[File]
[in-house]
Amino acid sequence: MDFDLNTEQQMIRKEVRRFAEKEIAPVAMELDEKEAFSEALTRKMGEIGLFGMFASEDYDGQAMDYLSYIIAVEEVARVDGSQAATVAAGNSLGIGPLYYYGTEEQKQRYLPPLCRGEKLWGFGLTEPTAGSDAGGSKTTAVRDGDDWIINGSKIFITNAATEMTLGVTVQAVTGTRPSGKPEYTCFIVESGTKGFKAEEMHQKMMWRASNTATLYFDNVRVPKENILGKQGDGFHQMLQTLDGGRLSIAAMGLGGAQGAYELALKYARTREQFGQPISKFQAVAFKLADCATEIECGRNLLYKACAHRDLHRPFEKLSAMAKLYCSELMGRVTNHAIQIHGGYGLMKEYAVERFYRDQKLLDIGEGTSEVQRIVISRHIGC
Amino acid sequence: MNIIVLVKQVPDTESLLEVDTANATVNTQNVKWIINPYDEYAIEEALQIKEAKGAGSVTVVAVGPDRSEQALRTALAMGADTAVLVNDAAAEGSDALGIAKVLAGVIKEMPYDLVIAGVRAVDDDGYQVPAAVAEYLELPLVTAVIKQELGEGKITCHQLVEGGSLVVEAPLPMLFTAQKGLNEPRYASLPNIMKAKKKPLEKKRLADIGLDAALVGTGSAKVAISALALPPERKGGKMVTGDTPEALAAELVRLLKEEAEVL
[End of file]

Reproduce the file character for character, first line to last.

[in-house]
Amino acid sequence: MDFDLNTEQQMIRKEVRRFAEKEIAPVAMELDEKEAFSEALTRKMGEIGLFGMFASEDYDGQAMDYLSYIIAVEEVARVDGSQAATVAAGNSLGIGPLYYYGTEEQKQRYLPPLCRGEKLWGFGLTEPTAGSDAGGSKTTAVRDGDDWIINGSKIFITNAATEMTLGVTVQAVTGTRPSGKPEYTCFIVESGTKGFKAEEMHQKMMWRASNTATLYFDNVRVPKENILGKQGDGFHQMLQTLDGGRLSIAAMGLGGAQGAYELALKYARTREQFGQPISKFQAVAFKLADCATEIECGRNLLYKACAHRDLHRPFEKLSAMAKLYCSELMGRVTNHAIQIHGGYGLMKEYAVERFYRDQKLLDIGEGTSEVQRIVISRHIGC
Amino acid sequence: MNIIVLVKQVPDTESLLEVDTANATVNTQNVKWIINPYDEYAIEEALQIKEAKGAGSVTVVAVGPDRSEQALRTALAMGADTAVLVNDAAAEGSDALGIAKVLAGVIKEMPYDLVIAGVRAVDDDGYQVPAAVAEYLELPLVTAVIKQELGEGKITCHQLVEGGSLVVEAPLPMLFTAQKGLNEPRYASLPNIMKAKKKPLEKKRLADIGLDAALVGTGSAKVAISALALPPERKGGKMVTGDTPEALAAELVRLLKEEAEVL